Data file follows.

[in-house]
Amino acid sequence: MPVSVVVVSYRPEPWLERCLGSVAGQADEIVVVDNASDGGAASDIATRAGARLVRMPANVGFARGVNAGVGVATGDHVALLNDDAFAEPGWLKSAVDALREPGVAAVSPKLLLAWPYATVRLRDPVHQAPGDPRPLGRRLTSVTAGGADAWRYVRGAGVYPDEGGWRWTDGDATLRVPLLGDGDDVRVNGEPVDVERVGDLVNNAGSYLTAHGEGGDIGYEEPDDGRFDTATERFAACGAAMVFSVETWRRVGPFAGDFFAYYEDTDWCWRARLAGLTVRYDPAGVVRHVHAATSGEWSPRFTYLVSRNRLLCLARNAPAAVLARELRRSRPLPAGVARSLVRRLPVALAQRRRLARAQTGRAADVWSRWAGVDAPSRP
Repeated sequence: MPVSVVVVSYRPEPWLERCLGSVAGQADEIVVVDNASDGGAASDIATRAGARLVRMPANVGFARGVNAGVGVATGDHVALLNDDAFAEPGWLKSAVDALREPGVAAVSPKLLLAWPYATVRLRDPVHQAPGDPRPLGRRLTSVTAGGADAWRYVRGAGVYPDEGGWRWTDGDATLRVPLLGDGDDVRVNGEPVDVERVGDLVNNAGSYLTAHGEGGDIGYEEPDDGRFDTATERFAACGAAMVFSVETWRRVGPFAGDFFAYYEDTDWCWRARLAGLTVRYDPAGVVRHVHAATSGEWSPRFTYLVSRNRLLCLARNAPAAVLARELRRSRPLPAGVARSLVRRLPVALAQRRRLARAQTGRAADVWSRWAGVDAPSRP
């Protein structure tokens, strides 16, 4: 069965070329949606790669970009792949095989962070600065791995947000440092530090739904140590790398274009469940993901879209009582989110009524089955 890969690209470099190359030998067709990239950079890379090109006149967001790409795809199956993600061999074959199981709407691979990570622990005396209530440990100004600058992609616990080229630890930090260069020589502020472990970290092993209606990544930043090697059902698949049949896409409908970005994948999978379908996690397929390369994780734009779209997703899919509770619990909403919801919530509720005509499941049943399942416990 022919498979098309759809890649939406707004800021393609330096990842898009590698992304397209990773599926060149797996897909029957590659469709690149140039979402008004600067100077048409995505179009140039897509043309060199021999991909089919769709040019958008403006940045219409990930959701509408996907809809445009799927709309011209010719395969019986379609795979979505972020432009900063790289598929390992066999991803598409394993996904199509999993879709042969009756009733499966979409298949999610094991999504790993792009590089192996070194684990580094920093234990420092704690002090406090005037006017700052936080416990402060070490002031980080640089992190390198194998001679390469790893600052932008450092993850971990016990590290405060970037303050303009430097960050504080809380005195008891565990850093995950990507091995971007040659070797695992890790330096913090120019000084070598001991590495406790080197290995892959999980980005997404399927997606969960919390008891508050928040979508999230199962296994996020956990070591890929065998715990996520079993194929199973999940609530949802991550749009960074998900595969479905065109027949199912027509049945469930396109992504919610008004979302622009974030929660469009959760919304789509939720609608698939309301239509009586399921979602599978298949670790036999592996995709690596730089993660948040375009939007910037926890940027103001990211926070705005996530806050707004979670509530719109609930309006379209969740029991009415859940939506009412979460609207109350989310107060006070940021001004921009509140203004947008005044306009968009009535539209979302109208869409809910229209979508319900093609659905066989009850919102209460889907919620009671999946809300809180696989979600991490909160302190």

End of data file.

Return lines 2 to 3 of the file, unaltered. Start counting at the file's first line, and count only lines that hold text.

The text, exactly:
Amino acid sequence: MPVSVVVVSYRPEPWLERCLGSVAGQADEIVVVDNASDGGAASDIATRAGARLVRMPANVGFARGVNAGVGVATGDHVALLNDDAFAEPGWLKSAVDALREPGVAAVSPKLLLAWPYATVRLRDPVHQAPGDPRPLGRRLTSVTAGGADAWRYVRGAGVYPDEGGWRWTDGDATLRVPLLGDGDDVRVNGEPVDVERVGDLVNNAGSYLTAHGEGGDIGYEEPDDGRFDTATERFAACGAAMVFSVETWRRVGPFAGDFFAYYEDTDWCWRARLAGLTVRYDPAGVVRHVHAATSGEWSPRFTYLVSRNRLLCLARNAPAAVLARELRRSRPLPAGVARSLVRRLPVALAQRRRLARAQTGRAADVWSRWAGVDAPSRP
Repeated sequence: MPVSVVVVSYRPEPWLERCLGSVAGQADEIVVVDNASDGGAASDIATRAGARLVRMPANVGFARGVNAGVGVATGDHVALLNDDAFAEPGWLKSAVDALREPGVAAVSPKLLLAWPYATVRLRDPVHQAPGDPRPLGRRLTSVTAGGADAWRYVRGAGVYPDEGGWRWTDGDATLRVPLLGDGDDVRVNGEPVDVERVGDLVNNAGSYLTAHGEGGDIGYEEPDDGRFDTATERFAACGAAMVFSVETWRRVGPFAGDFFAYYEDTDWCWRARLAGLTVRYDPAGVVRHVHAATSGEWSPRFTYLVSRNRLLCLARNAPAAVLARELRRSRPLPAGVARSLVRRLPVALAQRRRLARAQTGRAADVWSRWAGVDAPSRP